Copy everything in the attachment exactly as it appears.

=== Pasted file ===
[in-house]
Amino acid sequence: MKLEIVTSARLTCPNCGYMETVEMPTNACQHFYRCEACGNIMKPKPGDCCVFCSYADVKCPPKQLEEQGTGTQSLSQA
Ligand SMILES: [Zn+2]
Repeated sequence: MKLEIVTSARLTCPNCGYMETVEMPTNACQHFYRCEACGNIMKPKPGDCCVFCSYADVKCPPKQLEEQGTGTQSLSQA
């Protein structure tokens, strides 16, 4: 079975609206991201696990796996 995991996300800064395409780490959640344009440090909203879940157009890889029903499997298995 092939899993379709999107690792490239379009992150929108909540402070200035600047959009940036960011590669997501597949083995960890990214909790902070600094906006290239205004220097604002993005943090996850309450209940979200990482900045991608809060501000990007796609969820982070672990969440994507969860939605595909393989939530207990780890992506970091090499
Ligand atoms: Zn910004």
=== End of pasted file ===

[in-house]
Amino acid sequence: MKLEIVTSARLTCPNCGYMETVEMPTNACQHFYRCEACGNIMKPKPGDCCVFCSYADVKCPPKQLEEQGTGTQSLSQA
Ligand SMILES: [Zn+2]
Repeated sequence: MKLEIVTSARLTCPNCGYMETVEMPTNACQHFYRCEACGNIMKPKPGDCCVFCSYADVKCPPKQLEEQGTGTQSLSQA
């Protein structure tokens, strides 16, 4: 079975609206991201696990796996 995991996300800064395409780490959640344009440090909203879940157009890889029903499997298995 092939899993379709999107690792490239379009992150929108909540402070200035600047959009940036960011590669997501597949083995960890990214909790902070600094906006290239205004220097604002993005943090996850309450209940979200990482900045991608809060501000990007796609969820982070672990969440994507969860939605595909393989939530207990780890992506970091090499
Ligand atoms: Zn910004």